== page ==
This mini-seminar (first half of semester only) will explore the comparative history of literacy, the print media, broadcasting, telecommunications, and computer networks and their relation to variations in political systems, economic development, and culture.
Auditors will be expected to do the readings for each class and give at least one oral presentation.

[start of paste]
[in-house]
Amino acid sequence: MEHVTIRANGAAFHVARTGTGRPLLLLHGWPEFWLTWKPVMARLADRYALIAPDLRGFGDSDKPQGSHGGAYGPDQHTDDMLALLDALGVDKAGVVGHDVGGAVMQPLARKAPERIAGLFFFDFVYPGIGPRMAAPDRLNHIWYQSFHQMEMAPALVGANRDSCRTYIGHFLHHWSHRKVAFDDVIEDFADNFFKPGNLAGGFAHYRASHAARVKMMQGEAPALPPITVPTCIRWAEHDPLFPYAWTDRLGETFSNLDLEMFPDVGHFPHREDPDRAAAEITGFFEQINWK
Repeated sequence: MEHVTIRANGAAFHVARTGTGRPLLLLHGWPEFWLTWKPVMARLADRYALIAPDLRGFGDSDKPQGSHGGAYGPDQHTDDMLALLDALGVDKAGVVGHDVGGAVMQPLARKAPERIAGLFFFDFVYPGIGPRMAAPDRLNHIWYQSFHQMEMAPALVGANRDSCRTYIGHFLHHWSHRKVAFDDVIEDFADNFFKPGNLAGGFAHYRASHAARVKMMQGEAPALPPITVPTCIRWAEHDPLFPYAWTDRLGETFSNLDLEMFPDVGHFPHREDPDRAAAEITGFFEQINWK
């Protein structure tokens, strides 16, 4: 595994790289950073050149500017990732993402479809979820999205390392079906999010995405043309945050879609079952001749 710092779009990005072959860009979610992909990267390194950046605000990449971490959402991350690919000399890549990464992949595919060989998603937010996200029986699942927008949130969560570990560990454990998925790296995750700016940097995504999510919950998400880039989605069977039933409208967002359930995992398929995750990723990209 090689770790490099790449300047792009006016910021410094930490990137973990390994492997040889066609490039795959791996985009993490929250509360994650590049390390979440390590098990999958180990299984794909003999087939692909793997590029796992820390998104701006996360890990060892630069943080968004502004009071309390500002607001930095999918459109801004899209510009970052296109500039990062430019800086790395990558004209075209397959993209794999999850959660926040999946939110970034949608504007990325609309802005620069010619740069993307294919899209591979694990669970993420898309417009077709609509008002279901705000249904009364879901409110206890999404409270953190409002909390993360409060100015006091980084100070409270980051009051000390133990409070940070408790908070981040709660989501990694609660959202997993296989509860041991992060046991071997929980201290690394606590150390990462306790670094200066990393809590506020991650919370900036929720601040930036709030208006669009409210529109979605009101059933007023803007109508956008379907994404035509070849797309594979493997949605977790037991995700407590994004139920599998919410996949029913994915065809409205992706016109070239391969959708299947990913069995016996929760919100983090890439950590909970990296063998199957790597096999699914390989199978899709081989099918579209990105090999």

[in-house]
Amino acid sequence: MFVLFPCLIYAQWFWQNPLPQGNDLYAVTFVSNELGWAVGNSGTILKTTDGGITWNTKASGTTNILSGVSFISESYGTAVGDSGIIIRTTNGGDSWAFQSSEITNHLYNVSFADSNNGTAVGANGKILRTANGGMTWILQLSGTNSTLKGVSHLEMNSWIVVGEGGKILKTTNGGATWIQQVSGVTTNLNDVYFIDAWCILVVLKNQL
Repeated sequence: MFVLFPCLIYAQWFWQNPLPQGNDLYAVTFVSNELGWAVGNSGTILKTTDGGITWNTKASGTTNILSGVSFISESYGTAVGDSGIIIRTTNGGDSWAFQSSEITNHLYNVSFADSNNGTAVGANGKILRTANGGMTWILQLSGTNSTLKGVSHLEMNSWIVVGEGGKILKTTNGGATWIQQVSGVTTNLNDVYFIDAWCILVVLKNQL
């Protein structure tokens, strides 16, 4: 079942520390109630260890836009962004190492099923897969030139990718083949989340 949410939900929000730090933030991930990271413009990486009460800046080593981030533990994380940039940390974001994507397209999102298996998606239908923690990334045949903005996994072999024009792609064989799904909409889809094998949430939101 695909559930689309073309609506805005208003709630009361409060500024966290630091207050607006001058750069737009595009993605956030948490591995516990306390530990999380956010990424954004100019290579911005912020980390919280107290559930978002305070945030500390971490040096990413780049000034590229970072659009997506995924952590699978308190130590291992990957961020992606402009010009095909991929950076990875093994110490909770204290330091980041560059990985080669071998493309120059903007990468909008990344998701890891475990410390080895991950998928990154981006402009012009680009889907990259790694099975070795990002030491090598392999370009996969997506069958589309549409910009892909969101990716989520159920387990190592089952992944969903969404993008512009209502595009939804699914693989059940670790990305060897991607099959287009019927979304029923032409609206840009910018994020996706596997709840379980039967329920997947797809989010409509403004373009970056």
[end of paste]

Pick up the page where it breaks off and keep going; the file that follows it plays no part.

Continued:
Students taking the course for credit will be expected to make an oral presentation on one of the readings at each session. They have two options for written work: (1) a series of five 2-3 page weekly memos on course readings; or (2) a 10-15 page paper due after the fall break.
Books and articles will be kept on reserve in the
graduate student reading room in Firestone.
A packet of readings will also be available.